Novel checkpoint pathway organization promotes genome stability in stationary-phase yeast cells

Bonnie Alver, Maire K. Kelly, David T. Kirkpatrick

Research output: Contribution to journalArticlepeer-review

5 Scopus citations


Most DNA alterations occur during DNA replication in the S phase of the cell cycle. However, the majority of eukaryotic cells exist in a nondividing, quiescent state. Little is known about the factors involved in preventing DNA instability within this stationary- phase cell population. Previously, we utilized a unique assay system to identify mutations that increased minisatellite alterations specifically in quiescent cells in Saccharomyces cerevisiae. Here we conducted a modified version of synthetic genetic array analysis to determine if checkpoint signaling components play a role in stabilizing minisatellites in stationary-phase yeast cells. Our results revealed that a subset of checkpoint components, specifically MRC1, CSM3, TOF1, DDC1, RAD17, MEC3, TEL1, MEC1, and RAD53, prevent stationary-phase minisatellite alterations within the quiescent cell subpopulation of stationary- phase cells. Pathway analysis revealed at least three pathways, with MRC1, CSM3, and TOF1 acting in a pathway independent of MEC1 and RAD53. Overall, our data indicate that some well-characterized checkpoint components maintain minisatellite stability in stationary-phase cells but are regulated differently in those cells than in actively growing cells. For the MRC1- dependent pathway, the checkpoint itself may not be the important element; rather, it may be loss of the checkpoint proteins' other functions that contributes to DNA instability.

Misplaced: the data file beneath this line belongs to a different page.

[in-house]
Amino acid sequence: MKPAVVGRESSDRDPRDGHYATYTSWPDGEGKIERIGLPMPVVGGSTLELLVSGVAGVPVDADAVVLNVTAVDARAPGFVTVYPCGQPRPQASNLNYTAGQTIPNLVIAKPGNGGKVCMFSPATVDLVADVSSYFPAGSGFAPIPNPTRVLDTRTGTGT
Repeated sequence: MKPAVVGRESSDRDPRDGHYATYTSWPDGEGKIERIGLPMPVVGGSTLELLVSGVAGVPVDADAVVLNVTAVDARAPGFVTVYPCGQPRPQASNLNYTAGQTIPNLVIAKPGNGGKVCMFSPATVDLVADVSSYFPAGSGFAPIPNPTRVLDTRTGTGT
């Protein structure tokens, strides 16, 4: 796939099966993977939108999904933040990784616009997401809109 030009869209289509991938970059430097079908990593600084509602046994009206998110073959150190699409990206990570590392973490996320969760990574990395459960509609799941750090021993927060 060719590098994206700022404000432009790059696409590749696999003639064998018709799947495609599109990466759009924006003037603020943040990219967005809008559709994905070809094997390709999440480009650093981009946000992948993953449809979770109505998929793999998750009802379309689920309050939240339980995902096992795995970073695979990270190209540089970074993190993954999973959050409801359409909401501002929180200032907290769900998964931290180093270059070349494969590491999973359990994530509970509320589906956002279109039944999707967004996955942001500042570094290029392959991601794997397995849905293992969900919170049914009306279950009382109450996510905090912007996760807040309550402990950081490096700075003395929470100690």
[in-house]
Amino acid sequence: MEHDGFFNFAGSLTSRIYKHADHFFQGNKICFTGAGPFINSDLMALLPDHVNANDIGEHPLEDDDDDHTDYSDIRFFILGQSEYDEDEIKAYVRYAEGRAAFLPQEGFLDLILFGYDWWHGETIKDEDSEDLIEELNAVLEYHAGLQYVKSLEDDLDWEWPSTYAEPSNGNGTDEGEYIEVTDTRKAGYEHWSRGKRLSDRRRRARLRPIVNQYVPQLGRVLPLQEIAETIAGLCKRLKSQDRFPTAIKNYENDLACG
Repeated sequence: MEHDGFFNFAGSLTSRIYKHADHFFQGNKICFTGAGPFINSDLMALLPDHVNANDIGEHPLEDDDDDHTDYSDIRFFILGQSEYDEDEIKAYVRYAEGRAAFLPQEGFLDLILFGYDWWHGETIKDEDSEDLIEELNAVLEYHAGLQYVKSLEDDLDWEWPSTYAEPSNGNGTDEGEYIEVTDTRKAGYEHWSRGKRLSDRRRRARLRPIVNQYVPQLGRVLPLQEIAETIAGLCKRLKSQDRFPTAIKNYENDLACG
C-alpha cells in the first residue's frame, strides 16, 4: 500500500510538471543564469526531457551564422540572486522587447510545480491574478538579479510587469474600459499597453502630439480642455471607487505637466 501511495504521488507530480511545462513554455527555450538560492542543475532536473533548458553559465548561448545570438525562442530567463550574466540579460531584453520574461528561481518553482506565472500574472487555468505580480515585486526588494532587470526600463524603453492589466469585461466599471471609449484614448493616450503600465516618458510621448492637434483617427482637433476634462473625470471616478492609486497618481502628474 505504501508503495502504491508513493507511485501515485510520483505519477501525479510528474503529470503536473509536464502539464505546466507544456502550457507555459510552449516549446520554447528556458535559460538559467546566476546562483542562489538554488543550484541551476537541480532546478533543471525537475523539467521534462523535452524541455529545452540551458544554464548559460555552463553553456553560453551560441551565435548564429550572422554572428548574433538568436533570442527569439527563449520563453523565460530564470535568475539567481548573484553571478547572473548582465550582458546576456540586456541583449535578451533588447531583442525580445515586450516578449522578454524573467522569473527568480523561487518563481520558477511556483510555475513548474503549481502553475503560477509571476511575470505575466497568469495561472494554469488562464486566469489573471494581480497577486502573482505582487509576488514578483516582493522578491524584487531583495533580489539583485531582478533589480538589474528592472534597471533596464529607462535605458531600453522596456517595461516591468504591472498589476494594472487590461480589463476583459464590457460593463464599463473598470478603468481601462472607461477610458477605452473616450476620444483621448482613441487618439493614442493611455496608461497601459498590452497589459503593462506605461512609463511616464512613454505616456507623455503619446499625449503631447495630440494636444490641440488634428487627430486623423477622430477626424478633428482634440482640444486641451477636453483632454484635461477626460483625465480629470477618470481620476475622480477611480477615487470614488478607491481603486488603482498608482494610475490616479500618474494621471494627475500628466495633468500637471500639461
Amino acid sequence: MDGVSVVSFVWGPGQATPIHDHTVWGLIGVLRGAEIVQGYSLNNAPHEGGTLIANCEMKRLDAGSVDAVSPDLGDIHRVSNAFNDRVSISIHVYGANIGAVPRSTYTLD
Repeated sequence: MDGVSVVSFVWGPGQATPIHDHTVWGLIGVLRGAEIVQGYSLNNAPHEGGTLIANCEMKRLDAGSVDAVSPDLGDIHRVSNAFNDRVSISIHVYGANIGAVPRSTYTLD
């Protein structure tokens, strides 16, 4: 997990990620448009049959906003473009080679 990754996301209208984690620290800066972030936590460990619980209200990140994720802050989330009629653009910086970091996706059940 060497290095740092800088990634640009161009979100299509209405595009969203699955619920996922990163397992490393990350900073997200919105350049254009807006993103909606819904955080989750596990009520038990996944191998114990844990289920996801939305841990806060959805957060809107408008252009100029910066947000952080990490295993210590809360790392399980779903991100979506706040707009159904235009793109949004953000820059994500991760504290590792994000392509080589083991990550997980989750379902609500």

Original languageEnglish (US)
Pages (from-to)457-472
Number of pages16
JournalMolecular and cellular biology
Issue number2
StatePublished - Jan 2013


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